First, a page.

Woodhead Castle, Great Casterton

Has been described as a Certain Timber Castle (Ringwork), and also as a Certain Masonry Castle

There are masonry footings remains

NameWoodhead Castle, Great Casterton
Alternative NamesWoodhead Moat; Wodeheved; Wodheved
Historic CountryRutland
Modern AuthorityRutland
1974 AuthorityLeicestershire
Civil ParishGreat Casterton

Woodhead Castle is a moated ringwork with an attached bailey enclosure and an outlying fishpond. The moated ringwork measures approximately 90m x 90m in maximum dimension with arms 12m wide and 4m deep, except in the north-western corner where the moat has been enlarged and is currently waterlogged. The moat island exhibits an inner bank comprising the remains of a stone wall which survives to a height of 1m in the south-eastern area. The foundations of buildings, including a chapel, occur in the northern half of the island. There are two entrances, one on the western side and one on the eastern side leading to the outer bailey. The outer bailey is sub-rectangular in plan and is demarcated by a low bank about 5m wide which encloses an area of 80m x 70m. An entrance to the enclosure on its eastern side is aligned with the two access points of the moated ringwork. On the south side of the ringwork is a small rectangular fishpond measuring approximately 10m x 20m considered to be contemporary with the rest of the monument. Woodhead Castle is identified as being of medieval date, being visited by Edward I in 1290, and there are documentary records of a chapel and buildings on the site, which were in ruin by 1543. (Scheduling Report)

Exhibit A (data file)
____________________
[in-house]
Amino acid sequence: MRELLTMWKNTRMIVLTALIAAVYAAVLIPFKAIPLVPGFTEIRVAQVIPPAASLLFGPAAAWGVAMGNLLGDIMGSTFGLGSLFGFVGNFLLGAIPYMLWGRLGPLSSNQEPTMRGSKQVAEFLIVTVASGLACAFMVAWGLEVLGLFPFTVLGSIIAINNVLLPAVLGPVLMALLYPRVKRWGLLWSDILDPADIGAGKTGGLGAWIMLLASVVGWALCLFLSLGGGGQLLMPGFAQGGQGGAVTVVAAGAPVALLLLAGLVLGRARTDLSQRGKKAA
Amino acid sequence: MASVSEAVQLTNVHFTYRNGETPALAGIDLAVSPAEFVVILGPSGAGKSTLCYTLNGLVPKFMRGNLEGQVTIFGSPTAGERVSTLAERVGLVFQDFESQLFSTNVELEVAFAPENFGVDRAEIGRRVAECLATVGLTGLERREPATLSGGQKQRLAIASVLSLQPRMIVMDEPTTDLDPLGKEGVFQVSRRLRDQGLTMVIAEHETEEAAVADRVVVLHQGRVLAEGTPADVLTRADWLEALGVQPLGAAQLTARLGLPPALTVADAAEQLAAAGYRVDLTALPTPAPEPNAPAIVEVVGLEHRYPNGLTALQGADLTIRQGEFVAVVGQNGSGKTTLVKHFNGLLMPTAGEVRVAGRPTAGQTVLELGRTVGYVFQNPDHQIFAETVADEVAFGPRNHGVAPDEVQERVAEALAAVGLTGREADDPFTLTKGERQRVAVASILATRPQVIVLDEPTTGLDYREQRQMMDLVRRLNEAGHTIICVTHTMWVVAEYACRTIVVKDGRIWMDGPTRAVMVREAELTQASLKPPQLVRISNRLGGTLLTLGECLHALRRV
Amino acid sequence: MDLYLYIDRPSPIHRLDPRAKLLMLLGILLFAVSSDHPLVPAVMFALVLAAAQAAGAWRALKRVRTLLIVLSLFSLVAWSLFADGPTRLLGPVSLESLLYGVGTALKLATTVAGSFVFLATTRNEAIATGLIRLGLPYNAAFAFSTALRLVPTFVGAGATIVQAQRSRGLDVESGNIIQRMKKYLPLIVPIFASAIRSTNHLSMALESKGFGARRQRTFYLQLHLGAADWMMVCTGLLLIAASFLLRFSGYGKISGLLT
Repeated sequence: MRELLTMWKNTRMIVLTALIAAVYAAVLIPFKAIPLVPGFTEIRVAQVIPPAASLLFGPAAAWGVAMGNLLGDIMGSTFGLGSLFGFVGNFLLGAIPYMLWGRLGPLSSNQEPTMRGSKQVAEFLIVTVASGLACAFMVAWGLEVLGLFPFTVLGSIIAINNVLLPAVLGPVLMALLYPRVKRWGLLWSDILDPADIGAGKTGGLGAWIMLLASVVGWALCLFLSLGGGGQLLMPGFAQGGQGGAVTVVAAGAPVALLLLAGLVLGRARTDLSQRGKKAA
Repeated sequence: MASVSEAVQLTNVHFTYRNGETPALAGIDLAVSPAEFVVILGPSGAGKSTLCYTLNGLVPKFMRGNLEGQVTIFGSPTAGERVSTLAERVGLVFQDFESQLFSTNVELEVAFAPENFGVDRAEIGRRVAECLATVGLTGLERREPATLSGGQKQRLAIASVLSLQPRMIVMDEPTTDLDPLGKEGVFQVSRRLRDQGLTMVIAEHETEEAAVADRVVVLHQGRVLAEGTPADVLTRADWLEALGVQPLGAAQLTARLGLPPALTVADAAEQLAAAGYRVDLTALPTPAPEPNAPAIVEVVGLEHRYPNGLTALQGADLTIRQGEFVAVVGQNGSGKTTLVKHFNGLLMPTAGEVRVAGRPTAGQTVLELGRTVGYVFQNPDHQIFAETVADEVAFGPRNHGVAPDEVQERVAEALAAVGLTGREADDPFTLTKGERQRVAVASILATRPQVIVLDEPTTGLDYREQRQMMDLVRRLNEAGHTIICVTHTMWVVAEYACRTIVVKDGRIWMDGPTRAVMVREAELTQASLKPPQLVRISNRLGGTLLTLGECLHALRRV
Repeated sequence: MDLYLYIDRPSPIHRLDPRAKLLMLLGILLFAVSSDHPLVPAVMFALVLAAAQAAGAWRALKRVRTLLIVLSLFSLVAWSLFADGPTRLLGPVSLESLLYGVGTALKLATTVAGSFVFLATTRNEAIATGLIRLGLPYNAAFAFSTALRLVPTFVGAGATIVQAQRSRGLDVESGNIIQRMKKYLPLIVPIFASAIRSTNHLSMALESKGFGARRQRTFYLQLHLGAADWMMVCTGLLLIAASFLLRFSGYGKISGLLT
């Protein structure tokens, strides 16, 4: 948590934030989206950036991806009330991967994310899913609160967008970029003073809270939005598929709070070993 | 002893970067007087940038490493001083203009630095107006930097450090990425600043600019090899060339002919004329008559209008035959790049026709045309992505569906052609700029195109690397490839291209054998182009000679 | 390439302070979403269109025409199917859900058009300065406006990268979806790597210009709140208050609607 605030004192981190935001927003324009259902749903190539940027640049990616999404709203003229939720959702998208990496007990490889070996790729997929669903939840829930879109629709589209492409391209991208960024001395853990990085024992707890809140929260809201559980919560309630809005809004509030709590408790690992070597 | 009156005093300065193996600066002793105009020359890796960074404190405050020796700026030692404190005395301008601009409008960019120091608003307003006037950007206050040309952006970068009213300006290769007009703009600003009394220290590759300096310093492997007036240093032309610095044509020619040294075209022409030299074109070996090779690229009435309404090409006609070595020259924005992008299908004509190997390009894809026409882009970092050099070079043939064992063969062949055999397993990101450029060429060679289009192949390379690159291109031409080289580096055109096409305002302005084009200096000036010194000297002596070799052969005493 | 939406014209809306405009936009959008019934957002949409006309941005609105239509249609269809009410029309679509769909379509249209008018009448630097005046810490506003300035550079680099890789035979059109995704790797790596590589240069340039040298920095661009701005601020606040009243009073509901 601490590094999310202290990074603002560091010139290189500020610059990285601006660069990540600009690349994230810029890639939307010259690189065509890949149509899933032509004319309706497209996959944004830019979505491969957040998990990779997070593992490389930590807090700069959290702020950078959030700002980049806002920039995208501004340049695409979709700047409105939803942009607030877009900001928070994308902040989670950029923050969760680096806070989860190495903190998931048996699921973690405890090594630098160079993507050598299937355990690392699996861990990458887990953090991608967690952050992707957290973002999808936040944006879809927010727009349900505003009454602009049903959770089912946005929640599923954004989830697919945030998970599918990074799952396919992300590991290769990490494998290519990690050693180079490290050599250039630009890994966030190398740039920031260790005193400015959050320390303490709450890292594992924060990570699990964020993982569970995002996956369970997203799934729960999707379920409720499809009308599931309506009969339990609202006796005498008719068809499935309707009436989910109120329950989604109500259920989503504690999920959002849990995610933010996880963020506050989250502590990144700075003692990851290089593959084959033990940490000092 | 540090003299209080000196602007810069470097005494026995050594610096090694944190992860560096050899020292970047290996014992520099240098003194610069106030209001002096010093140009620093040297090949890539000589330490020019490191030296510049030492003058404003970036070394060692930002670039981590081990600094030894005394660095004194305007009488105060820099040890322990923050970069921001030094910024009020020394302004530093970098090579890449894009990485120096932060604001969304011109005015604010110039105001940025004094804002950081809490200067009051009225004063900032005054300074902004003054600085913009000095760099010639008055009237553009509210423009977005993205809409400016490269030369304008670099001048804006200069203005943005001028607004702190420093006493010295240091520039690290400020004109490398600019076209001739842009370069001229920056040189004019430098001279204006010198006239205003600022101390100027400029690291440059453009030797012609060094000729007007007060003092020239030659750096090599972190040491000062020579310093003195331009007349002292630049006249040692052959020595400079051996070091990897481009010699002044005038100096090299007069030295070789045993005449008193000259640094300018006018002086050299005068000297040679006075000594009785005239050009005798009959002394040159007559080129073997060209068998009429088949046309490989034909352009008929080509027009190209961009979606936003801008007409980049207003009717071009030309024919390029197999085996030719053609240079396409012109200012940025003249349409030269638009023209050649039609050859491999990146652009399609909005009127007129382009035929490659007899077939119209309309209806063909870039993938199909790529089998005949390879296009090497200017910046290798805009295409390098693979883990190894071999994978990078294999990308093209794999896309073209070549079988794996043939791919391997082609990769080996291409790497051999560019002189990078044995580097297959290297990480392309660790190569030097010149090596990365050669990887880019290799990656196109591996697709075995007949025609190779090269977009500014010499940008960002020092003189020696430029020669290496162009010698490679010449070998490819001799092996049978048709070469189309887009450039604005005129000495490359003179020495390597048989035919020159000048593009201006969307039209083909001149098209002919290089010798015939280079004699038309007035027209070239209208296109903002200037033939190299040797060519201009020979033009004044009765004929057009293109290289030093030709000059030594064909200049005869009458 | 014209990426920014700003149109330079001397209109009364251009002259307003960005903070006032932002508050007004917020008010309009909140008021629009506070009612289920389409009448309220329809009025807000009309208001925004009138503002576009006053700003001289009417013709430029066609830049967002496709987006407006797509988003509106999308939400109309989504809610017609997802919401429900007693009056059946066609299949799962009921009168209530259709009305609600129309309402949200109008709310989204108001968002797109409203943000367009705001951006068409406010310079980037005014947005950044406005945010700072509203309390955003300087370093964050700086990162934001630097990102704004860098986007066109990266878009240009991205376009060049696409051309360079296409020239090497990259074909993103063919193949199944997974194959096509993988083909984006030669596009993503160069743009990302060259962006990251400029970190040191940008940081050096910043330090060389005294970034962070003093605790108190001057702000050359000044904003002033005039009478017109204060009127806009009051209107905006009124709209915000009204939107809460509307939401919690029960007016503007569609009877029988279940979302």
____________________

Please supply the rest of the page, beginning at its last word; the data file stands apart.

Medieval moated ringwork with attached bailey with outlying fishpond surviving as earthworks. The buildings including a chapel, ruinous in 1543, are visible as building foundations. The moated ringwork measures approximately 90m by 90m with arms 12m wide and 4m deep, except in the north-western corner where the moat has been enlarged. The moat island exhibits an inner bank and stone wall surviving to a height of 1m in the south-east area. The foundations of buildings, including a chapel, are to be seen on the north side of the island. The outer fishpond is thought to be contemporary with the monument. (PastScape)

This site is a scheduled monument protected by law

Not Listed

Historic England (PastScape) Defra or Monument number(s)
County Historic Environment Record
OS Map Grid ReferenceSK996116
Latitude52.6933212280273
Longitude-0.526910006999969
Eastings499630
Northings311600
HyperLink HyperLink HyperLink
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Books

  • Cantor, Leonard, 2003, The Scheduled Ancient Monuments of Leicestershire and Rutland (Leicester: Kairos Press) p. 39
  • Salter, Mike, 2002, The Castles of the East Midlands (Malvern: Folly Publications) p. 99
  • King, D.J.C., 1983, Castellarium Anglicanum (London: Kraus) Vol. 2 p. 417
  • Hartley, R. F., 1983, The Mediaeval Earthworks of Rutland, A survey (Leicester)
  • Page, Wm (ed), 1935, VCH Rutland Vol. 2 p. 232, 235 online copy
  • Wall, C.J., 1908, 'Ancient Earthworks' in Page, Wm (ed), VCH Rutland Vol. 1 p. 114-5 online copy

Journals

  • Creighton, O.H., 2000, 'The Medieval Castles of Rutland: Field Archaeology and Landscape History' Rutland Record Vol. 20 p. 415-24
  • Creighton, O.H., 1999, 'Early Castles in the Medieval Landscape of Rutland' Transactions of the Leicestershire Archaeological and Historical Society Vol. 73 p. 19-33 (plan) online copy
  • Irons, E.A., 1917, 'Woodhead Castle' Annual Report of the Rutland Archaeological and Natural History Society Vol. 15 p. 50-51